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Review – Sleeping Beauty – Epstein Theatre Liverpool

THERE is something suitably spring-like about the Sleeping Beauty story that makes it feel appropriate for the balmy Easter that we have been enjoying, as Regal Entertainments bring the perennial fairytale back to the Epstein for the school holidays.

Liam Mellor’s script spends a lot of its time working the various set pieces we associate with panto around the framework of the traditional story, and one of the bonuses of this is that it means Mia Molloy, who plays the title role of Aurora, gets to remain onstage for a substantial part of the show, with her lengthy slumber fast-forwarded somewhat. All the key elements of the tale are there, with the evil Carabosse casting the sleeping spell over the infant with the help of a spinning wheel, the good fairy ensuring that the curse can be lifted by the all important kiss, and the handsome prince on hand to ensure that this kiss is delivered in time to save the day.

Warren Donnelly is the King, a part we have seen him in before in St Helens, and he stamps his authority on the role with gusto. Not exactly opposite him, as she doesn’t share many scenes directly with him, is the Queen, or rather, Dame Queenie, played by Mark Two. With a trademark panoply of ever-changing costumes occasioning the catchphrase ‘D’you like me gear?’ every time they come onstage, Two makes this part all about the panto dame tradition. There is a worryingly extended scene early in the first act in which Queenie coaches the audience at considerable length in the responses required from them. This is followed immediately by a similar scene for Chester the Jester, in which Reece Sibbald goes through a corresponding list of instructions for his character. Fortunately Sibbald has a tremendous skill in reading the audience and keeping the energy flowing, without which these two scenes could easily drain too much momentum from this early part of the show. Once we are over the other side of this, however, the pace picks up considerably and the storytelling properly gets underway.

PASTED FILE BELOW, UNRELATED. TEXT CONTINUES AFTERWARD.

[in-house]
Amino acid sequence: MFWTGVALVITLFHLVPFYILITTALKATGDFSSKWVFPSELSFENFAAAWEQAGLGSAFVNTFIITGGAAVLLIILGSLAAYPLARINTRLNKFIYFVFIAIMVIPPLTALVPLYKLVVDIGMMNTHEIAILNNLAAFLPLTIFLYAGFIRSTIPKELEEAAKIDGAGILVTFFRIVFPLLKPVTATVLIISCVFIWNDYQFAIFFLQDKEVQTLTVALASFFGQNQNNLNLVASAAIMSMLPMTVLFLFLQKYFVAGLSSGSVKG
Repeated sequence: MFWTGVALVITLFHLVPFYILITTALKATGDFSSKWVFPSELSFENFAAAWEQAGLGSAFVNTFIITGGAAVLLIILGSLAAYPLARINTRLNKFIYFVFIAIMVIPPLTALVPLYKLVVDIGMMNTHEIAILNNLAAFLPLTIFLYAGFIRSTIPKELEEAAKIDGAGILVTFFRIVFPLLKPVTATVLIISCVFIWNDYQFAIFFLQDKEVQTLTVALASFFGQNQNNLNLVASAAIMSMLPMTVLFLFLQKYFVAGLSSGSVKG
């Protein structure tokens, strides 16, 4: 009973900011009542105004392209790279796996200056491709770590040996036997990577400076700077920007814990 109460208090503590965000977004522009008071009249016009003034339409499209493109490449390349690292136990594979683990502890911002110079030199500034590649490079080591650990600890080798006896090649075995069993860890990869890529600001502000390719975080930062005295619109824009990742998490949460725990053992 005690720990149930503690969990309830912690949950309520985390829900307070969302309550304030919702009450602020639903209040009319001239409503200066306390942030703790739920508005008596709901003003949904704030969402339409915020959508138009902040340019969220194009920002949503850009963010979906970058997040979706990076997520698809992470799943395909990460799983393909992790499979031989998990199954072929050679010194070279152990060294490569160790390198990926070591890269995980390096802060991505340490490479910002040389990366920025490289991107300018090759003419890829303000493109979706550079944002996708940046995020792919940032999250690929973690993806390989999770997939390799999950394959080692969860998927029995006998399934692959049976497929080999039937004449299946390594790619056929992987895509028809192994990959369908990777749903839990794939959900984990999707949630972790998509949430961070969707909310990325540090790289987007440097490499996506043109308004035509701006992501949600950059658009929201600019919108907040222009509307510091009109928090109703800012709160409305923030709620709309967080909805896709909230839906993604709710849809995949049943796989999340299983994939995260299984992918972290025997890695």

There is some well chosen music for many of the leads to shine, with particularly good vocals from Rachel Wood as Carabosse, Katy Mac as Fairy Sparkle and Molloy’s Aurora, as well as some very good turns from Lewis Burrage’s Prince. The show is full of light and colour, with a storybook feel to the painted scene cloths and a splendid array of costumes, and the six-strong ensemble of dancers complete Nazene Langfield’s choreography, keeping everything moving.

Notwithstanding the reservations mentioned above about the early stages of Act I, once the show’s engine has revved up director Chantelle Nolan keeps the pace going, and there is a great deal of fun to be had. Amongst a strong cast, it’s Sibbald who deserves the greatest plaudits for keeping the audience on side throughout. There’s a rare sort of magic that some performers have for doing this, and he has it by the bucketload.

The previously slightly over-risqué script appears to have undergone a bit of a transformation since this production last appeared onstage and, although it has the expected level of innuendo for a family panto, it never oversteps the line.

Once again, Regal Entertainments have pulled a very lively Easter Bunny out of the bonnet to bring a good dose of fun to the holidays. Sleeping Beauty continues at the Epstein Theatre until 16th April

Star Rating: Four Stars

Review by Nigel Smith

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